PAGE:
Farmers, faced with low prices and a global wheat glut, are slashing wheat acreage by 10 percent this year, the government said Friday in its first gauge of the impact of the new farm policy law.

The law gives farmers more freedom to decide which crops to grow, but it also makes 15 percent of a farmer's wheat, feed grain, cotton and rice land ineligible for federal subsidies.The Agriculture Department estimated 51 million acres were sown to winter wheat, compared with 56.9 million acres planted for the 1990 crop. Winter wheat accounts for three-fourths of U.S. wheat production.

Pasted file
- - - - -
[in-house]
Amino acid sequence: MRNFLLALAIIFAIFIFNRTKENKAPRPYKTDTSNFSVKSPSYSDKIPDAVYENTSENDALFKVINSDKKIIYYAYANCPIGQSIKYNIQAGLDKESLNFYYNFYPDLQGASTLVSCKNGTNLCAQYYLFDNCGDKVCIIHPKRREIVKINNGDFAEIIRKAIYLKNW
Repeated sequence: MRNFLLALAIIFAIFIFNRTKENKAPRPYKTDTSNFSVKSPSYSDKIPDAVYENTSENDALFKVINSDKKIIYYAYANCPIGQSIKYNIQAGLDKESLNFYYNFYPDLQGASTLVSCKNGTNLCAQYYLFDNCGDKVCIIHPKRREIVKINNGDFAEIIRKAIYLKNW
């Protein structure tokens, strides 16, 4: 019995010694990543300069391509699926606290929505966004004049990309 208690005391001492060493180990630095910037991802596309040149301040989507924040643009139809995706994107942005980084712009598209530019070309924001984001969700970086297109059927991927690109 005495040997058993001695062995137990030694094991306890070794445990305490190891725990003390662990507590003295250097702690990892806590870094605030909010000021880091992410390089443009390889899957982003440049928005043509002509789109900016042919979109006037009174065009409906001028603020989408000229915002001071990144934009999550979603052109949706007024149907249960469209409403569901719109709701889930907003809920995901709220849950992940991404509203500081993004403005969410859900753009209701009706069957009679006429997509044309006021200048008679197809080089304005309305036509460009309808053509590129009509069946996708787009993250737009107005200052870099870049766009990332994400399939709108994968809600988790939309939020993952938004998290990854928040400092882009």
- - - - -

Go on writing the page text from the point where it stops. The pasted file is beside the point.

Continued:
In a companion report, the department presented its final estimate of last year's harvest - 7.98 billion bushels of corn, 1.92 billion bushels of soybeans and 2.74 billion bushels of wheat. The corn and wheat figures were unchanged from a November estimate while soybeans were up 19 million bushels or 1 percent.

The wheat crop was the third largest on record and 35 percent larger than the freeze and drought-damaged 1989 crop.